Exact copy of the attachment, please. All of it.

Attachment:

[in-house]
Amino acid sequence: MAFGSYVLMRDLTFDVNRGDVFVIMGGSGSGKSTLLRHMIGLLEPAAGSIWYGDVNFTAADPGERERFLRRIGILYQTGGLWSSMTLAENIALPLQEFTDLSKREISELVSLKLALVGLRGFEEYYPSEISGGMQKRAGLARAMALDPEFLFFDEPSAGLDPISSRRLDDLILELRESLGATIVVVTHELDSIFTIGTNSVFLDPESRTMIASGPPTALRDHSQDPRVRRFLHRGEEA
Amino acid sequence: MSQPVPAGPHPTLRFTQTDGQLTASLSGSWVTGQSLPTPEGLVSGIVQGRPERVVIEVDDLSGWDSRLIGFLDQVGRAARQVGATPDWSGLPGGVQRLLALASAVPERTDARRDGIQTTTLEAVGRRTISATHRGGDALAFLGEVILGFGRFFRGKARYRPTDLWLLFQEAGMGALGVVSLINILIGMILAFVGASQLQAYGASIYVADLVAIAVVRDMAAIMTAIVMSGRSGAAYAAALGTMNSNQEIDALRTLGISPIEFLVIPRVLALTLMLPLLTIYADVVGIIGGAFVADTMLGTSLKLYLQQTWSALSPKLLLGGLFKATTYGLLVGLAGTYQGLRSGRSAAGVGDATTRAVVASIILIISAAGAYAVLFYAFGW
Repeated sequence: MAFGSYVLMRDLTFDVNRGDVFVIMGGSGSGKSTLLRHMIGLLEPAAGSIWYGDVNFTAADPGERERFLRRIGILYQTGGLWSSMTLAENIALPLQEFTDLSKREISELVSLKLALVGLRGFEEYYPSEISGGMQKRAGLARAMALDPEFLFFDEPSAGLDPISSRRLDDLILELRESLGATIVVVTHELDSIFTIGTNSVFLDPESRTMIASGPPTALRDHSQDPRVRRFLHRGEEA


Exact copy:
[in-house]
Amino acid sequence: MAFGSYVLMRDLTFDVNRGDVFVIMGGSGSGKSTLLRHMIGLLEPAAGSIWYGDVNFTAADPGERERFLRRIGILYQTGGLWSSMTLAENIALPLQEFTDLSKREISELVSLKLALVGLRGFEEYYPSEISGGMQKRAGLARAMALDPEFLFFDEPSAGLDPISSRRLDDLILELRESLGATIVVVTHELDSIFTIGTNSVFLDPESRTMIASGPPTALRDHSQDPRVRRFLHRGEEA
Amino acid sequence: MSQPVPAGPHPTLRFTQTDGQLTASLSGSWVTGQSLPTPEGLVSGIVQGRPERVVIEVDDLSGWDSRLIGFLDQVGRAARQVGATPDWSGLPGGVQRLLALASAVPERTDARRDGIQTTTLEAVGRRTISATHRGGDALAFLGEVILGFGRFFRGKARYRPTDLWLLFQEAGMGALGVVSLINILIGMILAFVGASQLQAYGASIYVADLVAIAVVRDMAAIMTAIVMSGRSGAAYAAALGTMNSNQEIDALRTLGISPIEFLVIPRVLALTLMLPLLTIYADVVGIIGGAFVADTMLGTSLKLYLQQTWSALSPKLLLGGLFKATTYGLLVGLAGTYQGLRSGRSAAGVGDATTRAVVASIILIISAAGAYAVLFYAFGW
Repeated sequence: MAFGSYVLMRDLTFDVNRGDVFVIMGGSGSGKSTLLRHMIGLLEPAAGSIWYGDVNFTAADPGERERFLRRIGILYQTGGLWSSMTLAENIALPLQEFTDLSKREISELVSLKLALVGLRGFEEYYPSEISGGMQKRAGLARAMALDPEFLFFDEPSAGLDPISSRRLDDLILELRESLGATIVVVTHELDSIFTIGTNSVFLDPESRTMIASGPPTALRDHSQDPRVRRFLHRGEEA